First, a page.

While Americans love a success story, they’re not above taking pleasure in watching the mighty fall. The four-episode Prime Video docu-series LuLaRich provides both scenarios, along with the poignancy of watching little people topple as well.
The title may be confusing for anyone not familiar with the multilevel fashion-retailing company LuLaRoe, which came on the scene in 2013 and quickly reached a point of “catastrophic success” before being flagged as a pyramid scheme and taken to court.
The central figures of the film – and of LuLaRoe – are DeAnne and Mark Stidham, the wife-and-husband founders of the company. The filmmakers capture at least four sides of them: loving and loyal to each other in revealing interview footage; giddy or ruthless in archival footage; and solemn and clueless in video from a deposition. That they are the villains of the piece is not in question; whether their villainy was intentional or a mix of purposeful and accidental is left to the viewer to decide.
Mark was either invited to join or forced his way into (they joke about it) DeAnne’s LuLaRoe concept, the flower of DeAnne’s previous career in P2P fashion retailing. It started with having “fashion consultants” buy inventory that they then sold at a markup – a practice common in multilevel marketing companies.
What was different from most was the cost of the buy-in: $5,000 and more. Would-be consultants ransacked their savings, took out loans, maxed out credit cards, borrowed from relatives and even sold their breast milk to raise the money to buy their initial LuLaRoe stock.
Once accepted as consultants, they held popup parties at their own homes or at the homes of customers, and soon on Facebook Live videos. The results were overwhelming.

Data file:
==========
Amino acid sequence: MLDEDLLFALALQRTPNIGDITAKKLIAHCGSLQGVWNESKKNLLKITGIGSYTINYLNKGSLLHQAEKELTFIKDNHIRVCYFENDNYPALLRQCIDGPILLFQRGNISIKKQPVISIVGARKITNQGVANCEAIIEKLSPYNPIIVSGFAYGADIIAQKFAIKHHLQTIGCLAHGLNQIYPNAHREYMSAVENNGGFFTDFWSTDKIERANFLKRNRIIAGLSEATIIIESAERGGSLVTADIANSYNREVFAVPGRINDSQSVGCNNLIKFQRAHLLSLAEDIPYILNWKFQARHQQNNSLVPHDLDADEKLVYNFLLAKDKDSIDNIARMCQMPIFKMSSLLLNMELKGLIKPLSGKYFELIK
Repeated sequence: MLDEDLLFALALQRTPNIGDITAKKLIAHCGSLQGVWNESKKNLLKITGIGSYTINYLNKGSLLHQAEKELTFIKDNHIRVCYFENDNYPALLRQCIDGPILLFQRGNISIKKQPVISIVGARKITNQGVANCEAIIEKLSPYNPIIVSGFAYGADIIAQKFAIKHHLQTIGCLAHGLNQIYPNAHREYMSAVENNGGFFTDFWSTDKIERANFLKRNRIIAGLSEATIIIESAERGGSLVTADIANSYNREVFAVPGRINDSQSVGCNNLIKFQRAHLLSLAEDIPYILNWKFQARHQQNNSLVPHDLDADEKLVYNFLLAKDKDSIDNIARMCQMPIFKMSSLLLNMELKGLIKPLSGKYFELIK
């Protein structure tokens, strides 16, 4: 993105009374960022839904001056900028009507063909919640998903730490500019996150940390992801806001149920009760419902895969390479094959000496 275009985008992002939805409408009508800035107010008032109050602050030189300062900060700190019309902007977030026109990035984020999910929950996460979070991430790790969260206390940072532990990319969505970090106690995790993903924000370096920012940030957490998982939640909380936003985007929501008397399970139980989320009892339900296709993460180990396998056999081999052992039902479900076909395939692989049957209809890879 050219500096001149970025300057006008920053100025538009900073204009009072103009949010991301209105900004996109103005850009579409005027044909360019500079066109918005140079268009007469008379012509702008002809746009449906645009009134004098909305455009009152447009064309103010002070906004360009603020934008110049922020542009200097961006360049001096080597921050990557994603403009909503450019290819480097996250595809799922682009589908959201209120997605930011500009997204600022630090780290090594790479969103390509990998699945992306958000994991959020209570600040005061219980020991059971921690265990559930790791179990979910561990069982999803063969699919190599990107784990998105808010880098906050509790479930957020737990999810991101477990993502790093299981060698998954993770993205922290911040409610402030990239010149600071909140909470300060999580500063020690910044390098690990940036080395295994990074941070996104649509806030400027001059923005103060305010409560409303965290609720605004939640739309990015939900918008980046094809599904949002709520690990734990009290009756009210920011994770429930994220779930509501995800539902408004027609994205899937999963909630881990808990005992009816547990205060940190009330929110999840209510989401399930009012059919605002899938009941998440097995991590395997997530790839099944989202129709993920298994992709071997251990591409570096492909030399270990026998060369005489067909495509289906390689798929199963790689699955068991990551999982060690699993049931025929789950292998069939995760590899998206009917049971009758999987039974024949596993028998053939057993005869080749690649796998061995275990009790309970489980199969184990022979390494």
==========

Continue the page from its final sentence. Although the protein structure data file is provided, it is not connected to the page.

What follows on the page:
The company’s opportunity appealed to mostly white, college-educated, stay-at-home moms who wanted to prioritize rearing their children but also wanted to add to the family’s bank account. The clothing – brightly patterned tops, skirts, dresses and particularly leggings – appealed to the demographic that grew up on “Saved By the Bell” and ’90s boy bands.
Savvy consultants realized that the real money was found in adding team members, which brought them generous bonus checks. That’s where the “pyramid scheme” criticism came in – the money flowed upward, and the consultants at the bottom of the pyramid were denied the riches the Stidhams had promised.
Current LuLaRoe retailers and former consultants and employees talk about their experiences in the business – the good and the bad. The dark side of LuLaRoe comes out – shipments of rain-ruined and poor-quality goods that weren’t able to be returned, pressure to meet the “image” of LuLaRoe, and the not-so-subtle racist composition of the organization; it doesn’t paint a pretty picture.
It’s notable that Mark Stidham says that when they met, he and DeAnne “were” both members of the Church of Jesus Christ of Latter-day Saints. There is no confirmation that they are both still Mormons, but their practice of shunning both family and former colleagues is strikingly similar to the church’s policy of excommunicating “traitors.” And they definitely have their own tribe in their combined offspring.
One former retailer recalls Mark reading from the Book of Mormon at an event, and wondering if she was in a cult. Certainly the fervor of shown gatherings has a cult-like energy. And some might wonder if there could be any other reason women might consider LuLaRoe products attractive.
LuLaRich at first seems like an odd choice from the filmmakers who brought us Time: The Kalief Browder Story (2017), Rest in Power: The Trayvon Martin Story (2018) and The Pharmacist (2020), a documentary about the opioid epidemic. The new series is bright, often humorous and full of whimsical music that underscores the absurdity of scenes. But even though Julia Willoughby Nason and Jenner Furst describe LuLaRich as a “true-comedy,” it’s also an indictment of avarice and the predators eager to exploit women who are disadvantaged in the workplace.
DeAnne’s ditzy fake-blonde routine masks a number of less appealing attributes, and the company’s so-called empowering philosophy rings hollow. Several times, a viewer might feel the urge to reach through the screen and slap DeAnne and/or Mark.
But the filmmakers respect the consultants, and they usually come off as sympathetic, even when they’re searching for unicorns. This is a cautionary tale that reveals the dark side of glitter.